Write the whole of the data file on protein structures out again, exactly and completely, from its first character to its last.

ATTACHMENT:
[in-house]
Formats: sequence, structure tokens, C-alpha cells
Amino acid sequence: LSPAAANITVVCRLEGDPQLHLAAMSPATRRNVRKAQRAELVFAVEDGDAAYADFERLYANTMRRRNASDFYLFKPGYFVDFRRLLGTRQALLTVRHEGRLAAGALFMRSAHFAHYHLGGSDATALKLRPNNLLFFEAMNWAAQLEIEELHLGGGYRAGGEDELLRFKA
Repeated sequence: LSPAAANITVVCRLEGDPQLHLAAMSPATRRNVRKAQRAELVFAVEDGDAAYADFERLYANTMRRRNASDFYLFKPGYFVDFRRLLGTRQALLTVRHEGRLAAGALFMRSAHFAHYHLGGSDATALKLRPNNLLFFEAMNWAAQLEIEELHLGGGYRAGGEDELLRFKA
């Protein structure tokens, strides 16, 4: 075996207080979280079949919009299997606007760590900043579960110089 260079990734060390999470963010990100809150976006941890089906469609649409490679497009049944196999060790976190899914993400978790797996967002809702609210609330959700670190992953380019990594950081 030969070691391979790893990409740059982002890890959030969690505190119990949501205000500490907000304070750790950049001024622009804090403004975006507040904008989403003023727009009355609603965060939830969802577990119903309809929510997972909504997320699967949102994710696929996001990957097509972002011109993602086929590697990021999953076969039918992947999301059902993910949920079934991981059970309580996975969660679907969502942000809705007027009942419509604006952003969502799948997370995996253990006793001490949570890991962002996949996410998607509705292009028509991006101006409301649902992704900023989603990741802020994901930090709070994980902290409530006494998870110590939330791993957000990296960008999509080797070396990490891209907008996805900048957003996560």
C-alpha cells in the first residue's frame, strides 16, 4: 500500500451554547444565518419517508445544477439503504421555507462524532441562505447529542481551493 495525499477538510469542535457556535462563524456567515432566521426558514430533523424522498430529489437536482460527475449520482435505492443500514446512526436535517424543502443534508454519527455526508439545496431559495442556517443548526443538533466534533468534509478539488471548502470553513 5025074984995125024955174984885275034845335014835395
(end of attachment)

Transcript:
[in-house]
Formats: sequence, structure tokens, C-alpha cells
Amino acid sequence: LSPAAANITVVCRLEGDPQLHLAAMSPATRRNVRKAQRAELVFAVEDGDAAYADFERLYANTMRRRNASDFYLFKPGYFVDFRRLLGTRQALLTVRHEGRLAAGALFMRSAHFAHYHLGGSDATALKLRPNNLLFFEAMNWAAQLEIEELHLGGGYRAGGEDELLRFKA
Repeated sequence: LSPAAANITVVCRLEGDPQLHLAAMSPATRRNVRKAQRAELVFAVEDGDAAYADFERLYANTMRRRNASDFYLFKPGYFVDFRRLLGTRQALLTVRHEGRLAAGALFMRSAHFAHYHLGGSDATALKLRPNNLLFFEAMNWAAQLEIEELHLGGGYRAGGEDELLRFKA
């Protein structure tokens, strides 16, 4: 075996207080979280079949919009299997606007760590900043579960110089 260079990734060390999470963010990100809150976006941890089906469609649409490679497009049944196999060790976190899914993400978790797996967002809702609210609330959700670190992953380019990594950081 030969070691391979790893990409740059982002890890959030969690505190119990949501205000500490907000304070750790950049001024622009804090403004975006507040904008989403003023727009009355609603965060939830969802577990119903309809929510997972909504997320699967949102994710696929996001990957097509972002011109993602086929590697990021999953076969039918992947999301059902993910949920079934991981059970309580996975969660679907969502942000809705007027009942419509604006952003969502799948997370995996253990006793001490949570890991962002996949996410998607509705292009028509991006101006409301649902992704900023989603990741802020994901930090709070994980902290409530006494998870110590939330791993957000990296960008999509080797070396990490891209907008996805900048957003996560």
C-alpha cells in the first residue's frame, strides 16, 4: 500500500451554547444565518419517508445544477439503504421555507462524532441562505447529542481551493 495525499477538510469542535457556535462563524456567515432566521426558514430533523424522498430529489437536482460527475449520482435505492443500514446512526436535517424543502443534508454519527455526508439545496431559495442556517443548526443538533466534533468534509478539488471548502470553513 5025074984995125024955174984885275034845335014835395